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Traumatic brain injury, even mild, can lead to sleep disturbance and fatigue

traumatic-brain-injury-picture-1According to a new study on traumatic brain injury, most victims of mild TBI suffer sleep-wake disturbance and fatigue that can last up to one year or more. For most of them, these problems resolve over time but for some, they persist and become chronic. The study was done in Norway by Simen Berg SaksvikMigle KaraliuteHåvard KallestadTurid FollestadRobert AsarnowAnne VikAsta Kristine HåbergToril Skandsen and Alexander Olse. It was published last month in the Journal of Neurotrauma.

The researchers. compared the sleep quality and fatigue of a sample of patients suffering from mild traumatic injury with a sample of patients suffering from orthopedic trauma and with another sample of regular people from the community not suffering any trauma. Every TBI patient was matched with a patient suffering orthopedic trauma of same age, sex and education and a community person of same age and sex.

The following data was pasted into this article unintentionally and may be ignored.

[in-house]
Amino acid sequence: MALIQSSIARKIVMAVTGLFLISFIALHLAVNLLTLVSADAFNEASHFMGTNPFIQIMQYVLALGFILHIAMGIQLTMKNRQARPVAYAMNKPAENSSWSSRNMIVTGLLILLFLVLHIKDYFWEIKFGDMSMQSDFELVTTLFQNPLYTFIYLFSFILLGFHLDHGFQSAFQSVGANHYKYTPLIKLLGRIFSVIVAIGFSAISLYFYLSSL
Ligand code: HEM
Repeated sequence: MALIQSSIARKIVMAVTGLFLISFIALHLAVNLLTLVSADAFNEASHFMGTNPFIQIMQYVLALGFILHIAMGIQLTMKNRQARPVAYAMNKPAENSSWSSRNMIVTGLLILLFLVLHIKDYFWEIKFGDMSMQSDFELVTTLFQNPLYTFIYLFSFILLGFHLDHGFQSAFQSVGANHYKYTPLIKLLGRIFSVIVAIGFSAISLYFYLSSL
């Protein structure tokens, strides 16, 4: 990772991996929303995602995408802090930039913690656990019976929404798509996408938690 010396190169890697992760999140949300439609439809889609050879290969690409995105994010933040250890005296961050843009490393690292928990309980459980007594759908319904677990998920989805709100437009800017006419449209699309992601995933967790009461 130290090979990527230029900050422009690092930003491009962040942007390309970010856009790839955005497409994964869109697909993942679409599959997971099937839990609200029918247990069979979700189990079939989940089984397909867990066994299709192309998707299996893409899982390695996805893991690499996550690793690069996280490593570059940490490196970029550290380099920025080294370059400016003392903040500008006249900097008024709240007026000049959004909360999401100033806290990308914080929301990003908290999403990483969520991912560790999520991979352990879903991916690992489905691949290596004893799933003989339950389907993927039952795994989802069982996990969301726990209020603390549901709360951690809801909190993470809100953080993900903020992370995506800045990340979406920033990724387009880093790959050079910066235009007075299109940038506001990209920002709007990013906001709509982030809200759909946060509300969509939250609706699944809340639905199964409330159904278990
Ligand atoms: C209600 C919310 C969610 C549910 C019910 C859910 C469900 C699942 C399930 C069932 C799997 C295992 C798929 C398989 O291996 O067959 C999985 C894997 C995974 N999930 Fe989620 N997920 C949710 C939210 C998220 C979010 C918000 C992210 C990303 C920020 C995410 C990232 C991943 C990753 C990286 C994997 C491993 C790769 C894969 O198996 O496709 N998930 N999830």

Each patient with TBI went through a clinical MRI and was subjected to an interview related to injury characteristics, demography and premorbid health problems. The patients then went through another round of interviews and questionnaires 2 weeks, 3 months and 12 months after the date of the injury. Patients with orthopedic trauma were submitted to similar interviews and questionnaires and non-injured matched people from the community took the 2 weeks, 3 months and 12 months interview and questionnaire.

The researchers performed different types of tests to determine increased sleep need, symptoms of insomnia, pain intensity, excessive daytime sleepiness and fatigue among the patients. They found that the pain intensity was pretty much the same for patients who suffered TBI and patients who suffered an orthopedic trauma after 2 weeks, 3 months and one year. TBI patients reported pain mostly in their head, neck and face and orthopedic patients in other parts of their body. Patients who suffered TBI consistently reported having more problems with sleep need, poor sleep quality, excessive daytime sleepiness than the two other groups under study. Increased sleep need, poor sleep quality, excessive daytime sleepiness and fatigue were more often reported by female TBI patients than male. Fatigue was predominant among older TBI patients. The researchers also found that patients who reported previous psychiatric disorder had a higher risk to suffer poor sleep quality and fatigue. Many of the patients who suffered poor sleep quality, excessive daytime sleepiness and fatigue continue to experience these symptoms after 3 months for both TBI patients and orthopedic trauma patients.

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